GETTING THE MESSAGE/‘The faithful have vanished’

GETTING THE MESSAGE/‘The faithful have vanished’

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Psalm 12 begins with a lament: “Save, O Lord, for the godly one is gone, for the faithful have vanished from among the children of man.” There are times when the godly depart from the world and few arise to replace them. The result is that small remnants of believers remain in the midst of a corrupt society, which is good reason to utter laments and call upon the Lord.

The corruption of mankind is evident in falsehood, flattery and hypocrisy (verse 2). In our day people have little trust in government leaders for these reasons. Lying and hypocrisy are common. It’s not a new trend of course, though it always seems worse in the time you are living in. Nevertheless, it’s a societal state worthy of lament.

It’s a worse situation when there is flattery and hypocrisy in the church, especially among leaders in the church. The gospel is replaced with messages to suit the passions of people (2nd Timothy 4). The truth of God is dishonored, and Christ is rejected. This is also trending in our land.

Sinful people are in such a condition that the only hope for them is to turn from their way to the Lord. The way to Christ is not through flattering words. John the Baptist made the way for Christ by warning men to flee from the wrath of God. He was anything but a flatterer.

When a sinner hears the voice of Christ, he sees himself in a different light. He sees the truth of his condition and the misery of it. He sees how great a Savior Christ is. He believes Christ when he says you need to be clean and I will make you clean. He may be like the Pharisee Nicodemus, not knowing what it means to be born again, and then later finding his hope in the death and resurrection of Christ. What society needs, what men need, is for the Lord to come down. Save, O Lord (verse 1).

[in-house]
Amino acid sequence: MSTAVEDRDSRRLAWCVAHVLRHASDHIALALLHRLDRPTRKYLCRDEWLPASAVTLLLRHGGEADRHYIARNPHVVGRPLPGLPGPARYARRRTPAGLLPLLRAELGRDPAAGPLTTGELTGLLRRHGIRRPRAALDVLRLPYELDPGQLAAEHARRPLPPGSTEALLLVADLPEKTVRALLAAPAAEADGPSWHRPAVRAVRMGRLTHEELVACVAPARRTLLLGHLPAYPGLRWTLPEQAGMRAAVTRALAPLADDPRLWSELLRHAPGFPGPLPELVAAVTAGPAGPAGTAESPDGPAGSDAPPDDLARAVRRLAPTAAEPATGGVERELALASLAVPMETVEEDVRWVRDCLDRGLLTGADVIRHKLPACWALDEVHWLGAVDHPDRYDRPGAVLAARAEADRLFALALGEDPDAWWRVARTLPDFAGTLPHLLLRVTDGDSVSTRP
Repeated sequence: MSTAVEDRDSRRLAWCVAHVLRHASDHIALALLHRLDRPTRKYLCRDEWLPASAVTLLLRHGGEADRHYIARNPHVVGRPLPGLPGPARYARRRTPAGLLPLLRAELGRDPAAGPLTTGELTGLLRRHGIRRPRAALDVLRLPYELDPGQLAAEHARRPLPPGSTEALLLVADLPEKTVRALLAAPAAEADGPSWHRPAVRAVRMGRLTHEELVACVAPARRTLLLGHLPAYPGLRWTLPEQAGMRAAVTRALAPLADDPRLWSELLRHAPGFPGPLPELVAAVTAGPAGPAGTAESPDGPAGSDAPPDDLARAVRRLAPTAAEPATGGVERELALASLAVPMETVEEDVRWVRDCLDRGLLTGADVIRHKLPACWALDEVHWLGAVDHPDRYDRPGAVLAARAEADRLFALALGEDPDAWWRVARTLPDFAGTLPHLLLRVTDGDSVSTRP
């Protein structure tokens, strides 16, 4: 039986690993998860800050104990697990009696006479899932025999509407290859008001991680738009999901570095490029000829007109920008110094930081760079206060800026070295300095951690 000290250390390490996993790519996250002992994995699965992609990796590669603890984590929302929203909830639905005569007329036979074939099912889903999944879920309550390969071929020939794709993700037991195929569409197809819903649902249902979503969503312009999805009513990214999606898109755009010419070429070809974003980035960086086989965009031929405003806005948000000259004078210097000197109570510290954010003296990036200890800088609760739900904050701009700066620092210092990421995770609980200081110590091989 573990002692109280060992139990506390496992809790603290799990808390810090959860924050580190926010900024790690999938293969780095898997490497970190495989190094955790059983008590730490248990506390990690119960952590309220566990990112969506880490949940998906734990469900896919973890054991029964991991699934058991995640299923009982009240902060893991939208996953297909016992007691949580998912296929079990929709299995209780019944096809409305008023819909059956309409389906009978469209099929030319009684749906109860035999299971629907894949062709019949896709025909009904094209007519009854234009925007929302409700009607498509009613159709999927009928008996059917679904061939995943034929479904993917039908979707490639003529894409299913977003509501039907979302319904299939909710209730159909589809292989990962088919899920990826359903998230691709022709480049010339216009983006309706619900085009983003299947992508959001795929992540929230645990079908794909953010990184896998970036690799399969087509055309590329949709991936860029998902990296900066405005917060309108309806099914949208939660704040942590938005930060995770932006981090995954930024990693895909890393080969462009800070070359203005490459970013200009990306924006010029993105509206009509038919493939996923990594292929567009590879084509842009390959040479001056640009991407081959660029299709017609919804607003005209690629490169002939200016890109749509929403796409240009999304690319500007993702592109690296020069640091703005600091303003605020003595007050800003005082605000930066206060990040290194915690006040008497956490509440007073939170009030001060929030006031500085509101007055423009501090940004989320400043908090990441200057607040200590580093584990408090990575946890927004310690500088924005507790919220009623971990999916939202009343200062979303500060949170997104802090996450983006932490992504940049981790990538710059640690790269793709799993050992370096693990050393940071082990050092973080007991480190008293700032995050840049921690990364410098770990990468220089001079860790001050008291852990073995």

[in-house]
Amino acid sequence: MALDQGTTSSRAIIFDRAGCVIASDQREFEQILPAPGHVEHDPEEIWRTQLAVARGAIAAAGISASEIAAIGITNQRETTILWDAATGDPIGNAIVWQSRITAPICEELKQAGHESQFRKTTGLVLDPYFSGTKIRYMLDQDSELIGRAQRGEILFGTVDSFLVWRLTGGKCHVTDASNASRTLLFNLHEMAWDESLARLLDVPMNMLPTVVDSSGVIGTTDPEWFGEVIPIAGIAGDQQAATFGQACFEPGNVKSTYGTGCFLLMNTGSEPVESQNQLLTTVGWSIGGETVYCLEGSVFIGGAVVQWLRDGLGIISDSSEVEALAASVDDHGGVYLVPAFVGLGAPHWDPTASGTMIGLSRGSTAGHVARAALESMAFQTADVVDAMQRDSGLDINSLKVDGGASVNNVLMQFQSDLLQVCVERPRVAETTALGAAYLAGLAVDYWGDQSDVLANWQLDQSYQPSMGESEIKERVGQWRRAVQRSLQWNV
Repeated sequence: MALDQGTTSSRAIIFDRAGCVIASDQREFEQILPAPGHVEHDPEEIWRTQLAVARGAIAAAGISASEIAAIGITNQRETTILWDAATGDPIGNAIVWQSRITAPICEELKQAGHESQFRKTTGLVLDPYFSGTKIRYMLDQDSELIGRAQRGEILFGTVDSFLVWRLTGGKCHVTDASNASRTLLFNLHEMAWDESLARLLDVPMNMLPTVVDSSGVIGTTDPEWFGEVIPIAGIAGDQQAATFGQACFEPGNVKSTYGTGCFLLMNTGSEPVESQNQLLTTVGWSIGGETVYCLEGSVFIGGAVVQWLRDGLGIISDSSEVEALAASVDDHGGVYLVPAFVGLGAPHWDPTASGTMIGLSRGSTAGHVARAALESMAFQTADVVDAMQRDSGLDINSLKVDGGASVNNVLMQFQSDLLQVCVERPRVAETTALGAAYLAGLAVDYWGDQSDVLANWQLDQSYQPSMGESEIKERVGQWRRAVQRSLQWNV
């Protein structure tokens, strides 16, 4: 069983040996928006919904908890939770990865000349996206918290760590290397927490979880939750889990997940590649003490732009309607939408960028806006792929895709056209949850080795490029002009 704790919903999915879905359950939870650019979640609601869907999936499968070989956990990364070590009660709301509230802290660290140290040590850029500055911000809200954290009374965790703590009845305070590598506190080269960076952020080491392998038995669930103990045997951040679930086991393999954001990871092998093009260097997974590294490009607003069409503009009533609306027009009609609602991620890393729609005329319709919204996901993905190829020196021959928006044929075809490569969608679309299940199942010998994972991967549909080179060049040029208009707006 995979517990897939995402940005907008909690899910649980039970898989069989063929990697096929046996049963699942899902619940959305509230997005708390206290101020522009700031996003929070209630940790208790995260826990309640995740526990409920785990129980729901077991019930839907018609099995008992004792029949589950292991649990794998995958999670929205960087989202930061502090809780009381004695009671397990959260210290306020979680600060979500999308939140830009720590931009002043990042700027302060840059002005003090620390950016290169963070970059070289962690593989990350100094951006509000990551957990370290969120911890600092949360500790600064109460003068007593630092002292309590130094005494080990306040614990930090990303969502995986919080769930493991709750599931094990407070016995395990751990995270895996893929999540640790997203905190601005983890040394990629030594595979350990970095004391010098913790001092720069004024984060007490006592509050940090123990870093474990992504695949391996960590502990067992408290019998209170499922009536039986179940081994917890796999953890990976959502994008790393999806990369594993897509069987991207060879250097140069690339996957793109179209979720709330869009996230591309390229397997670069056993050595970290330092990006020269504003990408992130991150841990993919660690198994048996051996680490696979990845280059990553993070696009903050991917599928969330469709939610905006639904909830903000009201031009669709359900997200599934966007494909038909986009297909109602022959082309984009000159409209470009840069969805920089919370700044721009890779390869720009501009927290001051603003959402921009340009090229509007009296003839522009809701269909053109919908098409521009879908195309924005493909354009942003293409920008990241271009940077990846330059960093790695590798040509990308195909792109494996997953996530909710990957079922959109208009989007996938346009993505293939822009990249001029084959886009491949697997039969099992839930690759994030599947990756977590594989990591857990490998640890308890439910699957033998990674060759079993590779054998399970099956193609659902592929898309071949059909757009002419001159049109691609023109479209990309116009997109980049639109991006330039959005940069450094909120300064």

The root of man’s sin is vanity. Man makes great boasts with his tongue (verse 3). They say, “With our tongue we will prevail, our lips are with us; who is Lord over us? (verse 4). This is an echo of Pharaoh; “Who is the Lord that I should listen to his voice?” And Pharaoh is an echo of the devil. Rather than listen to the Lord, men listen to their own voice. Men dream of living apart from God, but there is no life, no hope, apart from the living God. The hope for man is in Christ.

The Lord will cut off all flattering lips (verse 3). Today men put their hope in technology and science. Neither is evil in themselves, but can be used for good. We are thankful for the advances in both fields to relieve men of temporal ills and misery. Nevertheless, a leper cured of his leprosy rejoices, but if he doesn’t have Christ, his hope is short-lived. Christ came to save sinners. Those without him remain hopeless having not been reconciled to God. The works of men cannot alter that reality.

There are times the people of the Lord call upon the Lord to turn their land back toward the fear of the Lord, but things keep getting worse. You see this in verse 5, “The poor are plundered and the needy groan.” This refers to the sufferings of the faithful remnant of believers.

The Lord promises to strengthen his people in this difficult time: “I will now arise,” says the Lord, “I will place him in the safety for which he longs” (verse 5). The way he upholds his people in tribulation is through his word: “The words of the Lord are pure words, like silver refined in a furnace on the ground, purified seven times” (verse 6). His word is the safety of his people.

The Lord’s people believe that the word of the Lord is infallible truth, but when times are very difficult we see here that the Lord will accompany his word with clarity, conviction, and great assurance for his people to give them courage and strength to meet the evil day. It’s a promise that directs us to go to the word with urgency and diligence, believing that the Lord will bless as he promised.

The assurance of the Lord upholding his people continues in verse 7. Though “the wicked prowl on every side” (verse 8), the Lord will keep his people and guard them from “this present generation.” The present “generation” refers to all those rebellious against God in the world.

There will come a time when the righteous and the rebellious will be separated forever. That time is not yet so believers are not to be surprised at trouble in this world. But Christians are not to lament without hope. The Lord is our hope. What greater hope can one have?

The Rev. Chris Shelton is pastor of Union’s First Presbyterian Church.





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